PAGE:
After decades of research to advance cancer progress, an average of 68% of medicines in the oncology pipeline today are likely to be first-in-class, meaning they use a new and unique mechanism for treating a disease. More than 1,300 medicines and vaccines for various cancers are currently in development, either in clinical trials or awaiting review by the FDA. The pipeline is also ripe with innovative therapeutic approaches, like mRNA, with the potential to transform a wide range of cancers — many which have already seen approvals in recent years. For example:
The new era of medicine transforming our ability to treat, and in some cases even cure some of the most challenging diseases facing our country today like cancer, is built on the robust U.S. biomedical R&D ecosystem. This ecosystem has been sustained by a policy framework designed to support and advance America’s leadership in the innovation of new medicines, including strong intellectual property protections, a well-functioning, science-based regulatory system and coverage and payment policies that support and encourage medical innovation. Nearly 60% of oncology medicines approved a decade ago received additional indications for other types of cancer, but legislation enacted in 2022 – The Inflation Reduction Act – puts this kind of medical innovation in jeopardy by setting the price of medicines well before many of these critical advancements can be realized. This disincentivizes the investment necessary to conduct post-approval R&D and get approval for new uses for lifesaving treatments. The progress that we have seen in cancer in recent years and our ability to catalyze and accelerate future progress will be further impeded without public policies that reward and incentivize innovation.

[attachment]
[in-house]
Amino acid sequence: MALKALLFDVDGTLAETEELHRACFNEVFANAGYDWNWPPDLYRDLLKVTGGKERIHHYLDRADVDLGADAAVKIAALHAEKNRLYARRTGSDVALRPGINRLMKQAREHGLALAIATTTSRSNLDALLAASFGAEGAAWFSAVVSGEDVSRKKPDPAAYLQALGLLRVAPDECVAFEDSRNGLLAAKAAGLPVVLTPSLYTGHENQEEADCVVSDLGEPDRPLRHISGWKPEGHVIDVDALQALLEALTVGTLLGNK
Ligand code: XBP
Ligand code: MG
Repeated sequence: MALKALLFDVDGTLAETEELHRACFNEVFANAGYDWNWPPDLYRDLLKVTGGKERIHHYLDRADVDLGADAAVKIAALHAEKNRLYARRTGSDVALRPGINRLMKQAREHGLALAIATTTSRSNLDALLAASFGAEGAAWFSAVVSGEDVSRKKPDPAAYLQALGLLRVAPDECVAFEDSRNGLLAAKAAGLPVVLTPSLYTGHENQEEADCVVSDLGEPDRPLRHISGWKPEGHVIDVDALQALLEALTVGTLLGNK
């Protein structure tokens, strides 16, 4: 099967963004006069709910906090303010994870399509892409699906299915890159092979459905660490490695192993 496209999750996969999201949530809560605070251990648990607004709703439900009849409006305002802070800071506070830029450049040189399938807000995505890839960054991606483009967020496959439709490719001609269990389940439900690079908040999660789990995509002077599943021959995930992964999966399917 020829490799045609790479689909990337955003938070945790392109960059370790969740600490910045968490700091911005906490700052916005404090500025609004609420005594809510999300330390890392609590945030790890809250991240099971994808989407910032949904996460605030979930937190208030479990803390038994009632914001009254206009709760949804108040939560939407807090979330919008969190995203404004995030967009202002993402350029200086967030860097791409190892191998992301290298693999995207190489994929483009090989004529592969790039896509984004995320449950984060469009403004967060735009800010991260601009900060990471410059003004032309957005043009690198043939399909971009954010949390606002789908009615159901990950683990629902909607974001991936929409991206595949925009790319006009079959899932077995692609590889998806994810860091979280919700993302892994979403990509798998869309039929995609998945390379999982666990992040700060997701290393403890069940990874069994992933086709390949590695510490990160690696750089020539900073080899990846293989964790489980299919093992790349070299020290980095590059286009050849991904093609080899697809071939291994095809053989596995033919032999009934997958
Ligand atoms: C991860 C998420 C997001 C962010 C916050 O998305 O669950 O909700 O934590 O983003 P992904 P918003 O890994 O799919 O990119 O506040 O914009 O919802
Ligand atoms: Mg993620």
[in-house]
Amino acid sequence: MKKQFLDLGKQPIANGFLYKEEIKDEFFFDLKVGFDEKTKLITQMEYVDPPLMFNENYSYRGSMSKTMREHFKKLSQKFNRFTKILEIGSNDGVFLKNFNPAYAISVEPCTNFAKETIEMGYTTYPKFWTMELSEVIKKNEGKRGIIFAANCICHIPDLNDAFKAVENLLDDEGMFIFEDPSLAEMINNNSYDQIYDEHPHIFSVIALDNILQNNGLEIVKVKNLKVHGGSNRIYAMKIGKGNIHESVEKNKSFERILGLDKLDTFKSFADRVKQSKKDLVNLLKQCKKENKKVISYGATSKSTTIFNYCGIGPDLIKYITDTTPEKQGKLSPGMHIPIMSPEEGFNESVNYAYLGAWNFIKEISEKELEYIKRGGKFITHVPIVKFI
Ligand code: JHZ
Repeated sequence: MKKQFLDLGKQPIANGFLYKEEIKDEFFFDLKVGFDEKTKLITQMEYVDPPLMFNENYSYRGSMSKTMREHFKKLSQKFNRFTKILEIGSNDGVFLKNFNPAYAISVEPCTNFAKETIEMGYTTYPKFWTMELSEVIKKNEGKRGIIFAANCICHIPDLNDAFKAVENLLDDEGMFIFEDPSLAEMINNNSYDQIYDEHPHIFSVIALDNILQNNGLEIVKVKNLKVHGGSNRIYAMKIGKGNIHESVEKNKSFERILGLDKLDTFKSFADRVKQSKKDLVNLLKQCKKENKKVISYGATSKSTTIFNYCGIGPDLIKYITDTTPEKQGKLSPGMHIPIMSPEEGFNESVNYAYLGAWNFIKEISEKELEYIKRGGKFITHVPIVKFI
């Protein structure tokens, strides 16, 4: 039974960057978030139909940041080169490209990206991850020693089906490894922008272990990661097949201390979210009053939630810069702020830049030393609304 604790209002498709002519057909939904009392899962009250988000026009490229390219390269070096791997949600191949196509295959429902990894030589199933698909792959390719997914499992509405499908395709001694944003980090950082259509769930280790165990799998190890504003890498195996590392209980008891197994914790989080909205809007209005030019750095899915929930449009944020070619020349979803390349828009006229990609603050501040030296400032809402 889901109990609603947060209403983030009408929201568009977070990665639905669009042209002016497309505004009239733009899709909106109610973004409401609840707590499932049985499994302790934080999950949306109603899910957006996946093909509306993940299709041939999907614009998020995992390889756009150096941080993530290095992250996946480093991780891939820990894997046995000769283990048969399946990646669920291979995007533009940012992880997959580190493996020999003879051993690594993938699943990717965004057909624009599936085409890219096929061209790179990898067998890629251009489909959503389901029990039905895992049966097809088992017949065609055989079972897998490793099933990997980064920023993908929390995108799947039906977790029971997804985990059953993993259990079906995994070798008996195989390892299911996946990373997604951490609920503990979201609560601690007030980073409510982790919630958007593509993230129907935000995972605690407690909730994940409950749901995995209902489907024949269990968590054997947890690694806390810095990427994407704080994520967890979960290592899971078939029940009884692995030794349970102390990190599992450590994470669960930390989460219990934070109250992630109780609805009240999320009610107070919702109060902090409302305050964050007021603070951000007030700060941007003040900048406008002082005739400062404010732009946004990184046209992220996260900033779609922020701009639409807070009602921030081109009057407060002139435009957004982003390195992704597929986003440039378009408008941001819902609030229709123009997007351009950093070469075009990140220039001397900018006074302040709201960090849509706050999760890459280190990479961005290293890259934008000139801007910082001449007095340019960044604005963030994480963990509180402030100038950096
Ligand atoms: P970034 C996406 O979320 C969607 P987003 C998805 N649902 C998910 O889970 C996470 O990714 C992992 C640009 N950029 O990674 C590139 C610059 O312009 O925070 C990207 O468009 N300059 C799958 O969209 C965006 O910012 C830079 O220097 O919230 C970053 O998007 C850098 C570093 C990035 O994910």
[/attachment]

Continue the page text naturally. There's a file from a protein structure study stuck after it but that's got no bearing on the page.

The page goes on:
Over the past 20 years, the FDA has approved 115 medicines across the cancers, but there have been a total of 1,366 unsuccessful investigational drugs. So-called “failures” are an inherent part of the process because treating human disease is one of the most complex undertakings on the planet. But these projects are not wasted efforts as their findings inform future study and direct research efforts toward new approaches to addressing the cancer causes, growth and progression.
Cancer continues to be a major challenge, but biopharmaceutical companies have over 1,300 potential cancer medicines in development and are dedicated to transforming cancer from a devastating diagnosis to a chronic, manageable condition. This goal drives researchers past the setbacks to discover how to apply the knowledge gained to inform the development of innovative medicines that bring hope to patients and their families and ultimately win the battle against cancer.
Biopharmaceutical innovation and new drug discovery delivers far-reaching benefits to patients, the U.S. health care system and our state and national economies. New cancer medicines discovered and developed by America’s biopharmaceutical research companies are helping patients lead longer, more productive lives, controlling health care costs and stimulating the economy through high-quality jobs and a healthier workforce.
Updated as of January 2023.